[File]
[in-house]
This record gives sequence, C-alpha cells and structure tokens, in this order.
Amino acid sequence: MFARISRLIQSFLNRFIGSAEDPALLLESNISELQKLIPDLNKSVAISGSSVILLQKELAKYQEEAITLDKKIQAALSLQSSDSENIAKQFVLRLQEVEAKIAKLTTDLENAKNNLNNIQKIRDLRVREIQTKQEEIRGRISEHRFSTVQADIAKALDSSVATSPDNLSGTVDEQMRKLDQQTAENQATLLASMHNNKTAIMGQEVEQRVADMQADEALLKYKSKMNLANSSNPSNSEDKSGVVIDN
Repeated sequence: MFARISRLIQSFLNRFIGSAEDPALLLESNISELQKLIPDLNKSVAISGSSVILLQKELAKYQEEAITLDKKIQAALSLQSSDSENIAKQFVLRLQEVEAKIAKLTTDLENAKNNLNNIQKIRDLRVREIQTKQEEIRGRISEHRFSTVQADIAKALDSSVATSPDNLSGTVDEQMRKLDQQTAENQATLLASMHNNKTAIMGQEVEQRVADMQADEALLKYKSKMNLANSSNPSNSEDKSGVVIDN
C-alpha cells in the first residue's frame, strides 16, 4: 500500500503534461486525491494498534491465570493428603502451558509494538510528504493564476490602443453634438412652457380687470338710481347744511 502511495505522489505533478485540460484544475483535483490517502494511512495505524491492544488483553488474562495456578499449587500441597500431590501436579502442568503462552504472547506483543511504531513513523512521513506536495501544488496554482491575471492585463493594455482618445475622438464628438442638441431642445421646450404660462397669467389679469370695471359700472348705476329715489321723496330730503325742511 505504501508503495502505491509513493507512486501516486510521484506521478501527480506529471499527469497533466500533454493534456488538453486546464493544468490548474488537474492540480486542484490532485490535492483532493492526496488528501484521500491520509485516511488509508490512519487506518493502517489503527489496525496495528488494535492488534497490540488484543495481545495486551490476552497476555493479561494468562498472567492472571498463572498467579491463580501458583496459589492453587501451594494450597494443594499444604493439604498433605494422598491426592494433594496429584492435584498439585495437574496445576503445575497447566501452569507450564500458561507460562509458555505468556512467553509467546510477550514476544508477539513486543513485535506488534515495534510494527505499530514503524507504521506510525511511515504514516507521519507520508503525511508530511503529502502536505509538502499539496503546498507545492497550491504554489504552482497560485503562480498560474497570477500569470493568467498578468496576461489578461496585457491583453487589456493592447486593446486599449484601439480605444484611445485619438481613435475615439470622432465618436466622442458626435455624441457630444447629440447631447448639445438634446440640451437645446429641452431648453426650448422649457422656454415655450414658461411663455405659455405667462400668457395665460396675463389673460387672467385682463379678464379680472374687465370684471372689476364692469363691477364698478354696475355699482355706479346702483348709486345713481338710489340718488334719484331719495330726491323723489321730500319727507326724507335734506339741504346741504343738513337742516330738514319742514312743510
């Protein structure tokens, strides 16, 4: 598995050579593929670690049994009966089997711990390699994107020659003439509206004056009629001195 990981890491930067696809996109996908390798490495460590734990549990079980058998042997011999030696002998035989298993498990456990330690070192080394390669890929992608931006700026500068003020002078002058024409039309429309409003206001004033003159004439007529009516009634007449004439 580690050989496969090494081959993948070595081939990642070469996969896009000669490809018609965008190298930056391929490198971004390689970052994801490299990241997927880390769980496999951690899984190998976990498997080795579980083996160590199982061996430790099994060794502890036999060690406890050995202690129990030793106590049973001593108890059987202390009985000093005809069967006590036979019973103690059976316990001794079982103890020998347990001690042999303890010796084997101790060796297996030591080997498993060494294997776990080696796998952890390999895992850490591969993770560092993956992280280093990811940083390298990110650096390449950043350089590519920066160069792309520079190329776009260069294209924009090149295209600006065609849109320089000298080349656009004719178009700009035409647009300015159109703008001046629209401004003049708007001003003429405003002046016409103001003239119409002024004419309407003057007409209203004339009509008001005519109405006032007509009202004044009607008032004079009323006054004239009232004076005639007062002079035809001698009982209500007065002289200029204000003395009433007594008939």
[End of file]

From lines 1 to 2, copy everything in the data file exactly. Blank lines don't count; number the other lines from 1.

[in-house]
This record gives sequence, C-alpha cells and structure tokens, in this order.